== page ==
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SHOW REVIEW: the Postal Service at the Fillmore, Detroit by Michael Welchans

It was April, 2003, two months after their Sub Pop release, Give Up, when Benjamin Gibbard from Death Cab for Cutie, electronic music artist, Dntel (Jimmy Tamborello) and keyboardist/vocalist Jenny Lewis of Rilo Kenny last played together in Detroit. It was clear that they were unable to sell out The Magic Stick.

Ten years later, with just two new tracks, the trio, adding Laura Burhenn from the Mynabirds to provide additional vocals and instruments, sold out The Fillmore, which holds three times as many fans.

This makes perfect sense. The Postal Service has since influenced countless artists who combine electronic with indie-pop, and has since sold over a million copies of its only full-length recording. (The band’s name also helped popularize a modern method of making music: by recording separately in different places and exchanging submixes of the recordings via, for example, the United States Postal Service.)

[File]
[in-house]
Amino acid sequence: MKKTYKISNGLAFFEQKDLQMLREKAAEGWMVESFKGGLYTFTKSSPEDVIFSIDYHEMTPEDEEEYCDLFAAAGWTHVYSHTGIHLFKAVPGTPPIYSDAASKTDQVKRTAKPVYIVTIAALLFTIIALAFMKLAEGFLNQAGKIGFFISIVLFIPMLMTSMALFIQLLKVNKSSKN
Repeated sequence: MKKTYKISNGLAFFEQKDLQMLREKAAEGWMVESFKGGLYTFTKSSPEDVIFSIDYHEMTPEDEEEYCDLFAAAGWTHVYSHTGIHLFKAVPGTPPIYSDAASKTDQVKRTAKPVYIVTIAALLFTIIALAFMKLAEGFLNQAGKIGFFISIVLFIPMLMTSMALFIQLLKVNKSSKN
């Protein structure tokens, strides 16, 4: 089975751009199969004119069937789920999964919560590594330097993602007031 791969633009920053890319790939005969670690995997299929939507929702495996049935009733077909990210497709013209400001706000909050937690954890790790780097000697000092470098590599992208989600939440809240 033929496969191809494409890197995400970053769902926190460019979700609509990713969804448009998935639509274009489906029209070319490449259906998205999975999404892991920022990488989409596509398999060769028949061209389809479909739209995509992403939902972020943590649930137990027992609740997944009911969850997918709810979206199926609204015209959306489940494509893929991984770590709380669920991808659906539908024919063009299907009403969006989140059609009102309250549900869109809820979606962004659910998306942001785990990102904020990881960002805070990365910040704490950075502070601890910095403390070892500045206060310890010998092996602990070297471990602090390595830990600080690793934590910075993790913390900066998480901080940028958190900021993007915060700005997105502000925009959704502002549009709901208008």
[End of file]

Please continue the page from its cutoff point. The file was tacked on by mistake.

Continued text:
Opening with “The District Sleeps Alone Tonight, ” followed by “We Will Become Silhouettes,” and soon a *new* track, “Turn Around,” and then “Recycled Air,” it was clear that this was no Bj√∂rk show; the songs were being played true to form, without much discernible remixing, rearrangement or new instrumentation. For an electronic music, this is almost unheard of, but in pop music, especially when there is such a huge gap in time since anybody has seen the act live, this is consummate. Every track from Give Up was played almost exactly as it was recorded.

One exception to the rule was “(This Is) The Dream of Evan and Chan,” from Dntel's album Life Is Full of Possibilities, the song that led to the formation of the Postal Service, which was played with a more melodic intro and which featured Benjamin Gibbard, a tantalizing new version of an the oldest track of the evening.

Always energetic and exciting to watch, Gibbard put the guitar down and played a drum set during several songs, adding more movement and variety to the song list to which everyone was all singing, all dancing. It was a true performance of poptronic perfection.

Michael Welchans